Tuesday, April 6, 2010

Presidential Succession Conference at Fordham Law

"The Adequacy of the Presidential Succession System in the 21st Century: Filling the Gaps and Clarifying the Ambiguities in Constitutional and Extraconstitutional Arrangements" is the title of a Conference to be held at Fordham Law on April 16 and 17, 2010.  

The Twenty-Fifth Amendment proposed by Congress in 1965 250px-Gerald_Ford and later ratified has been invoked several times, perhaps most famously in the case of Gerald Ford (pictured right).   Yet ambiguities remain.  The Conference will address topics such issues as presidential invocation of the inability provision of the Twenty-Fifth Amendment to temporarily step down during moments of political crisis?; analysis of the constitutionality of the current Succession Act, which puts members of Congress in the line of succession; recommendations for handling a double vacancy in the Presidency and Vice Presidency and the constitutionality of current proposals for dealing with such a dilemma; important gaps and conflicts at various stages of transition (for example, disability or death prior to election or inauguration and potential conflict of interests arising in confirmation hearings of an appointed Vice President); as well as the constitutionality of informal—extra-constitutional and extra-statutory—arrangements between Presidents and their Vice Presidents, members of their cabinet and members of Congress.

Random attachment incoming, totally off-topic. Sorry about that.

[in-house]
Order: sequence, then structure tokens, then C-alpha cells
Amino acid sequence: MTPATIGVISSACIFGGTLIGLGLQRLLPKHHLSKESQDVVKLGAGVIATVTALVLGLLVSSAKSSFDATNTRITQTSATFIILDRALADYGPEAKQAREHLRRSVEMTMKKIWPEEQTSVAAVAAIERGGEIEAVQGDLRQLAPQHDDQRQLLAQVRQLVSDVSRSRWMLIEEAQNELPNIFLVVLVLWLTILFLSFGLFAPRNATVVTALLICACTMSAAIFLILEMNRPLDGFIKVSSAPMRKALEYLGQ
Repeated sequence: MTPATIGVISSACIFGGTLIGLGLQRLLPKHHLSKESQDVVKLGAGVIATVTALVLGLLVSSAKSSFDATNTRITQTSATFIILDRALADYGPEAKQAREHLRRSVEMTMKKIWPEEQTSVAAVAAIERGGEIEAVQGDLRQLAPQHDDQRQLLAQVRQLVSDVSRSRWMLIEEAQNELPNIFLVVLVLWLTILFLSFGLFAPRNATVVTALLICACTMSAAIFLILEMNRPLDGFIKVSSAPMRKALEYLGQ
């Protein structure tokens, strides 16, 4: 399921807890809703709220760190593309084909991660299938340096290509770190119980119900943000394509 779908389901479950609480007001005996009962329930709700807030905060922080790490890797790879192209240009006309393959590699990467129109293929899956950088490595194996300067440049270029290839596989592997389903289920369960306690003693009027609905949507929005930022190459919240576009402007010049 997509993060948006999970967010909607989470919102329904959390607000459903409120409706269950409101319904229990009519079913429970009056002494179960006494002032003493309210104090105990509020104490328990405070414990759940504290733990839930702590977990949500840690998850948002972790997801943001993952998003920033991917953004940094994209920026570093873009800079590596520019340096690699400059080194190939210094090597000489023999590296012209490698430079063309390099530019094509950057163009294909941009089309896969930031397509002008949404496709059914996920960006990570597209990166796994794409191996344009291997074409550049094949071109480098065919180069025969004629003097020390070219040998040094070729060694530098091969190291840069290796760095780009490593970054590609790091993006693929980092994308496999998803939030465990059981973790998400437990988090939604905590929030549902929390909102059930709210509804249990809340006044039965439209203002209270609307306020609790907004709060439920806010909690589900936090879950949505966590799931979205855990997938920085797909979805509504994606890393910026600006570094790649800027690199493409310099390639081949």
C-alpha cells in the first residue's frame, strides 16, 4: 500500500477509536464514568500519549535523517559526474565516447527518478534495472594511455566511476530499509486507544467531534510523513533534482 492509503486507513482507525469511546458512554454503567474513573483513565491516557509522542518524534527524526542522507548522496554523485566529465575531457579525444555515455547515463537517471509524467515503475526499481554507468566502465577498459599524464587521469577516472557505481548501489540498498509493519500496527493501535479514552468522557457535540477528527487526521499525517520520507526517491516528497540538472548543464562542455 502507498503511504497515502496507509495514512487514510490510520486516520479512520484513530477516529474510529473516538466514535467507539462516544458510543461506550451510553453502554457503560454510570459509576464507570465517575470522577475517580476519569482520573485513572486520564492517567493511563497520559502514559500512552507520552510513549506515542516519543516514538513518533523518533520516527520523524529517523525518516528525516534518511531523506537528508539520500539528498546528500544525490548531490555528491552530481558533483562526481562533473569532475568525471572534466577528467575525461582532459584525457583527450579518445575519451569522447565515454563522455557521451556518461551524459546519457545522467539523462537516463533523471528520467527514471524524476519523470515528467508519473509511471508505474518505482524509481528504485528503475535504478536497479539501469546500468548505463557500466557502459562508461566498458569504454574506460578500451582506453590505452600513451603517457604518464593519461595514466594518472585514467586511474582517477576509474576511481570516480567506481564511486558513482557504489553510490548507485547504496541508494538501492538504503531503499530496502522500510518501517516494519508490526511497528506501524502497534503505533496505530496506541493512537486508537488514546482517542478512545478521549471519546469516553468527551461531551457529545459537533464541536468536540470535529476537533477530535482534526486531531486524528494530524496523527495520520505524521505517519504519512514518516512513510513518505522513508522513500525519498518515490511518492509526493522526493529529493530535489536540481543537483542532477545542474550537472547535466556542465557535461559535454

Speakers include Birch Bayh, former Senator of Indiana and so-called father of the Twenty-Fifth Amendment, Akhil Amar, and Rose McDermott.

More information and registration available here.



Conferences, Executive Authority, History, Interpretation | Permalink

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